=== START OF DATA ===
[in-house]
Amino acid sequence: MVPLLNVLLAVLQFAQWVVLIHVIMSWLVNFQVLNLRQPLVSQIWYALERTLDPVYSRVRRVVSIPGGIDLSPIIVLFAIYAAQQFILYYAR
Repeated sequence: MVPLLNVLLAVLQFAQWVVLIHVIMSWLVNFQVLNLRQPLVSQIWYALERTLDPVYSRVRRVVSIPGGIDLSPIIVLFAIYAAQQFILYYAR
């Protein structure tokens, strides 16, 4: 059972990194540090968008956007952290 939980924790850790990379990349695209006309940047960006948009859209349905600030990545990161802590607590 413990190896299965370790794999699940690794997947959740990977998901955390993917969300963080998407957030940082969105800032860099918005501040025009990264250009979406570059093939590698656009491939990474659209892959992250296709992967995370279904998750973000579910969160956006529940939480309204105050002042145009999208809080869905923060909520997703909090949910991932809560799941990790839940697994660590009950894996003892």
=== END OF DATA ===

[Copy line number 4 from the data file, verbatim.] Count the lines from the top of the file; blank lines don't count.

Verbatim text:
């Protein structure tokens, strides 16, 4: 059972990194540090968008956007952290 939980924790850790990379990349695209006309940047960006948009859209349905600030990545990161802590607590 413990190896299965370790794999699940690794997947959740990977998901955390993917969300963080998407957030940082969105800032860099918005501040025009990264250009979406570059093939590698656009491939990474659209892959992250296709992967995370279904998750973000579910969160956006529940939480309204105050002042145009999208809080869905923060909520997703909090949910991932809560799941990790839940697994660590009950894996003892």